Sellersburg, Ind. — Southern Indiana residents told legislators that they’ve lived with gerrymandered election districts for the past 10 years and they’ve had enough. In a hearing at Ivy Tech Sellersburg, they called for districts that are compact, competitive and share people with common interests.

“We want to be treated fairly, democratically,” said Barbara Anderson, a Jeffersonville resident. “We do not want you to choose for us what we should do, but let us tell you what we want.”

Republican lawmakers, who control the redrawing of districts to reflect the 2020 census, led eight hearings Friday and Saturday. About 75 people attended in Sellersburg and 17 spoke.

Several echoed Rep. Matt Pierce, D-Bloomington, who called the hearings a “public relations track designed to give the illusion of transparency” while the real work will take place behind closed doors. Some urged legislators to have an independent commission draw the maps.

A consistent message was that people want competitive elections and they want to be grouped in districts with their neighbors. Speakers urged legislators not to split towns, cities and counties any more than necessary to achieve districts with equal populations.

“It just makes sense to have compact districts where people get to know each other,” said Steven Fleece, a former Clark County judge.

Fleece, a Democrat, said he was “mad as hell” at Sen. Ron Grooms, R-Jeffersonville, when Grooms voted for a Republican-backed anti-union law. “But that never stopped me from respecting Ron, from liking Ron, from realizing he is a conscientious person who cares about his constituents,” he said. “That’s what happens when you have districts where people know each other and interact with each other.”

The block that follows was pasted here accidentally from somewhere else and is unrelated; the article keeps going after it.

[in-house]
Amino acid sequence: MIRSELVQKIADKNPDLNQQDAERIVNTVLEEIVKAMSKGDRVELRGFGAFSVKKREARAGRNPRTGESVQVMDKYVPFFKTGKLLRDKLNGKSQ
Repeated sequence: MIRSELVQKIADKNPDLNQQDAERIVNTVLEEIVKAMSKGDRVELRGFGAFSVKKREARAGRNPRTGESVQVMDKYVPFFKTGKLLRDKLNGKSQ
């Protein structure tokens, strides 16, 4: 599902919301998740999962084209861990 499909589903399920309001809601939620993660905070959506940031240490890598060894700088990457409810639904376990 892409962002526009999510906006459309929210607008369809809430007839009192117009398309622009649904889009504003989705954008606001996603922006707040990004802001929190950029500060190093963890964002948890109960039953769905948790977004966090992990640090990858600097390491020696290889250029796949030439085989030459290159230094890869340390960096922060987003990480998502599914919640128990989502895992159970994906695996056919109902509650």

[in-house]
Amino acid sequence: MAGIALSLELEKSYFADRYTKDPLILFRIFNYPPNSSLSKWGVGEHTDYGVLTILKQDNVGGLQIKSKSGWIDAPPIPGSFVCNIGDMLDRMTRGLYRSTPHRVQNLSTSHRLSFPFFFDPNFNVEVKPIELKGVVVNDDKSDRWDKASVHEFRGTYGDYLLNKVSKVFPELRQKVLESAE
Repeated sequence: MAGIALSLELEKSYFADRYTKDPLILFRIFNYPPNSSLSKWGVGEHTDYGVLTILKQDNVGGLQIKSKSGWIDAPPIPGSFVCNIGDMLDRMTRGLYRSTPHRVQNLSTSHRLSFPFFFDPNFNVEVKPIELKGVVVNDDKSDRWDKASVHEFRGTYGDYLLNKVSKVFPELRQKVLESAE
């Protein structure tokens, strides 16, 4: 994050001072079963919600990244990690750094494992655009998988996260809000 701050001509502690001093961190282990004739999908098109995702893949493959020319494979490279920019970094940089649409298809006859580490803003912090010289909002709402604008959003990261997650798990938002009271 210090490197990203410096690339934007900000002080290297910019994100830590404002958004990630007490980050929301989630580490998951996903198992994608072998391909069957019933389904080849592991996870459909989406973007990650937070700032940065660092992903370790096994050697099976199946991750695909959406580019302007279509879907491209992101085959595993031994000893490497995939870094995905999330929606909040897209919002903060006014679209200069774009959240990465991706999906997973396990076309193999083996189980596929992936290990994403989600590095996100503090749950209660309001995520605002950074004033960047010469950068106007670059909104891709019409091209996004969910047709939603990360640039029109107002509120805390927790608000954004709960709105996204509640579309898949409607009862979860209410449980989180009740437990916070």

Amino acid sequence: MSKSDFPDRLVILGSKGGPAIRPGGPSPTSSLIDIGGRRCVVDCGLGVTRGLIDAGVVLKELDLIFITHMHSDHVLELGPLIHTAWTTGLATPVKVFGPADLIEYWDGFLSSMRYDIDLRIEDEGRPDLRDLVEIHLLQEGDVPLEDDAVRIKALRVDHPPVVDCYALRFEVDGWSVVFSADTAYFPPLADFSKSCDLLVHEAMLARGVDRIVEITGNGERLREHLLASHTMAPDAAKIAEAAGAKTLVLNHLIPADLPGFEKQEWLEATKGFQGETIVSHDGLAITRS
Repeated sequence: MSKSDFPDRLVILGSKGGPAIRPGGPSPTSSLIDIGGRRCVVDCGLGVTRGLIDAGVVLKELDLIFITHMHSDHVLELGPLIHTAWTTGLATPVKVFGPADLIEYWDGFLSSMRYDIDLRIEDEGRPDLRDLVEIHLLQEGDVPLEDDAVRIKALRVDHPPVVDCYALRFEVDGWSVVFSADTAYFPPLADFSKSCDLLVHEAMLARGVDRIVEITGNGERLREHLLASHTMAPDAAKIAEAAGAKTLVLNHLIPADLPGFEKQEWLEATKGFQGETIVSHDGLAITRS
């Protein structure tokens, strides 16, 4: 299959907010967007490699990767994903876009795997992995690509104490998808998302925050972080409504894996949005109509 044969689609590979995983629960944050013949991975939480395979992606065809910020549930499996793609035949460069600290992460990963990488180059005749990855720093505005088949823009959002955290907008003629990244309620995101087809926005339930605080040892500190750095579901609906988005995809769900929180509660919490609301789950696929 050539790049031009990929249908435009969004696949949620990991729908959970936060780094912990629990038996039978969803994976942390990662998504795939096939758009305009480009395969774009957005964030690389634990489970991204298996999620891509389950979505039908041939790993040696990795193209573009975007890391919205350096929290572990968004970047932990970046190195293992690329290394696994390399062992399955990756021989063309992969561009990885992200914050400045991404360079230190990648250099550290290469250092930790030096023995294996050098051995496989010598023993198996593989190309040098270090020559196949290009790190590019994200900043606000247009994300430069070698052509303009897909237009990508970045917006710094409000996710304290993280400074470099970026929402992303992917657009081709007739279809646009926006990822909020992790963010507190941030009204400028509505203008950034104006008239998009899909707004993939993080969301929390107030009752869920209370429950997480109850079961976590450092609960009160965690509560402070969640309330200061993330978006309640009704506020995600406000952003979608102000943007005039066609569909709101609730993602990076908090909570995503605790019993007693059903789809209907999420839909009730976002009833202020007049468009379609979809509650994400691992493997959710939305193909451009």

But that too rarely happens, speakers said. They pointed out that Clark County is split between four state House districts and two Senate districts. And congressional districts, as drawn in 2011, don’t group together the communities near the Ohio River. Instead, the 6th District reaches from Madison all the way north to Muncie. The 8th reaches from Evansville to north of Terre Haute. The 9th goes from Jeffersonville and New Albany to the south Indianapolis suburbs.

Rural Scott County is split between the 6th and 9th districts. That makes it hard for the county, which ranks at the bottom for health indicators, to get the help it needs, said Austin resident Byron Holland.

“Some people in Scott County, they put it this way: We live in a butt crack between two districts,” Holland said, drawing laughs from the crowd.

Several speakers lamented the lack of competitive districts. Election results are often a foregone conclusion, they said, leading to Indiana’s low election turnout rates.

Chris Coyle, a college political science instructor and Clark County Democratic official, said the action in noncompetitive districts shifts to the primaries, which become “purity contests” with candidates taking extreme positions to motivate the party’s base.

“Certainly, gerrymandering disadvantages the minority party, but I would submit that gerrymandering is also not healthy for the majority party in the long run,” Coyle said.

Sen. Jon Ford, R-Terre Haute, who led the hearing as chairman of the Senate Elections Committee, said legislators will take the comments to heart but will be constrained by the realities of census data and a legal requirement that districts must be nearly equal in population.

“The line has to be drawn somewhere,” he said after the hearing. — Steve Hinnefeld

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